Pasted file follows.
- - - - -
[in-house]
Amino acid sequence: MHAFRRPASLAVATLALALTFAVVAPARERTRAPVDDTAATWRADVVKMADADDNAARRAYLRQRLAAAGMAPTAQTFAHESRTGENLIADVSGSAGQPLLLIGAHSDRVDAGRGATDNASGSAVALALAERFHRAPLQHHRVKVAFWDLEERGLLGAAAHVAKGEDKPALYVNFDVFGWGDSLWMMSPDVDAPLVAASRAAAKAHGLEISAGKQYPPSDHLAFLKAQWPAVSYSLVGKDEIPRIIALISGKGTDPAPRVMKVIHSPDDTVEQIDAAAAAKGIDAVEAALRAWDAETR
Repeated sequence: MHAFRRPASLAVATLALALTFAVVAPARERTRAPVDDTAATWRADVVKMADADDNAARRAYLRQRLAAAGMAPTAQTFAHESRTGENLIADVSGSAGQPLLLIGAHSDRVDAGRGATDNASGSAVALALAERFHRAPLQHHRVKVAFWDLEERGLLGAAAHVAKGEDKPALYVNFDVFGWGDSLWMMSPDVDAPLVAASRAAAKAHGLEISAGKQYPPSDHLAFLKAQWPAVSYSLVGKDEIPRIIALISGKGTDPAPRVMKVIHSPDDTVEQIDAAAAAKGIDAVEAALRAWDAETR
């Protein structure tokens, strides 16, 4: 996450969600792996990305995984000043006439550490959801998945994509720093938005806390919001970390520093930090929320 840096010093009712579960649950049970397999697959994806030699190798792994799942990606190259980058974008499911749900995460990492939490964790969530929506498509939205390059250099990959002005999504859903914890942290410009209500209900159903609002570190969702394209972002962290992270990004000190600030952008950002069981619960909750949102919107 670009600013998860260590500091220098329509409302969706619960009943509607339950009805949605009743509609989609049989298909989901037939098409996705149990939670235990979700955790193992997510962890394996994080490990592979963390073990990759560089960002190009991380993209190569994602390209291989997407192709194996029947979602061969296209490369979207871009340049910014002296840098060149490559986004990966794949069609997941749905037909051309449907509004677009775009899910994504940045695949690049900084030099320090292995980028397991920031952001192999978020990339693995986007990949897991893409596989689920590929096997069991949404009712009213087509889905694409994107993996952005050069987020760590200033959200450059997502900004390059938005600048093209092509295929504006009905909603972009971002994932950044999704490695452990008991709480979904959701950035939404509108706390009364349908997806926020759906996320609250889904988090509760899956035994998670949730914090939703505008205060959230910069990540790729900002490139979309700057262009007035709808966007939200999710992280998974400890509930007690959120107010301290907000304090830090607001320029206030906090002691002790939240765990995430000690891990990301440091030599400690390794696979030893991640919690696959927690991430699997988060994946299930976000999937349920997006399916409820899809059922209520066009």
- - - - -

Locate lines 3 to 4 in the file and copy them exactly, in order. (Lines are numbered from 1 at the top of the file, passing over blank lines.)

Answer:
Repeated sequence: MHAFRRPASLAVATLALALTFAVVAPARERTRAPVDDTAATWRADVVKMADADDNAARRAYLRQRLAAAGMAPTAQTFAHESRTGENLIADVSGSAGQPLLLIGAHSDRVDAGRGATDNASGSAVALALAERFHRAPLQHHRVKVAFWDLEERGLLGAAAHVAKGEDKPALYVNFDVFGWGDSLWMMSPDVDAPLVAASRAAAKAHGLEISAGKQYPPSDHLAFLKAQWPAVSYSLVGKDEIPRIIALISGKGTDPAPRVMKVIHSPDDTVEQIDAAAAAKGIDAVEAALRAWDAETR
């Protein structure tokens, strides 16, 4: 996450969600792996990305995984000043006439550490959801998945994509720093938005806390919001970390520093930090929320 840096010093009712579960649950049970397999697959994806030699190798792994799942990606190259980058974008499911749900995460990492939490964790969530929506498509939205390059250099990959002005999504859903914890942290410009209500209900159903609002570190969702394209972002962290992270990004000190600030952008950002069981619960909750949102919107 670009600013998860260590500091220098329509409302969706619960009943509607339950009805949605009743509609989609049989298909989901037939098409996705149990939670235990979700955790193992997510962890394996994080490990592979963390073990990759560089960002190009991380993209190569994602390209291989997407192709194996029947979602061969296209490369979207871009340049910014002296840098060149490559986004990966794949069609997941749905037909051309449907509004677009775009899910994504940045695949690049900084030099320090292995980028397991920031952001192999978020990339693995986007990949897991893409596989689920590929096997069991949404009712009213087509889905694409994107993996952005050069987020760590200033959200450059997502900004390059938005600048093209092509295929504006009905909603972009971002994932950044999704490695452990008991709480979904959701950035939404509108706390009364349908997806926020759906996320609250889904988090509760899956035994998670949730914090939703505008205060959230910069990540790729900002490139979309700057262009007035709808966007939200999710992280998974400890509930007690959120107010301290907000304090830090607001320029206030906090002691002790939240765990995430000690891990990301440091030599400690390794696979030893991640919690696959927690991430699997988060994946299930976000999937349920997006399916409820899809059922209520066009």